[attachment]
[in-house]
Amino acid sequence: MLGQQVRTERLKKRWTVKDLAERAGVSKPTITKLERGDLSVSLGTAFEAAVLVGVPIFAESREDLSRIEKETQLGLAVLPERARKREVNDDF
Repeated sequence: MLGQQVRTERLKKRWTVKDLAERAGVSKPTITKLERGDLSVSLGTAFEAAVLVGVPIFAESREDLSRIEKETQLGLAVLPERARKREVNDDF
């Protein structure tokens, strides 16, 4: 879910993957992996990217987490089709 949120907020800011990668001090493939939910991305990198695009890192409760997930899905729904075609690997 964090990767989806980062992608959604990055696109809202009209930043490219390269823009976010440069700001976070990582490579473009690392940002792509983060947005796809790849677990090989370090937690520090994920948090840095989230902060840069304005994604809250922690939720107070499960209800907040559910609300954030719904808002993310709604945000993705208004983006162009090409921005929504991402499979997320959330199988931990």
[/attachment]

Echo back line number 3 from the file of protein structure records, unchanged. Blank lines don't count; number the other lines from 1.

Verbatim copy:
Repeated sequence: MLGQQVRTERLKKRWTVKDLAERAGVSKPTITKLERGDLSVSLGTAFEAAVLVGVPIFAESREDLSRIEKETQLGLAVLPERARKREVNDDF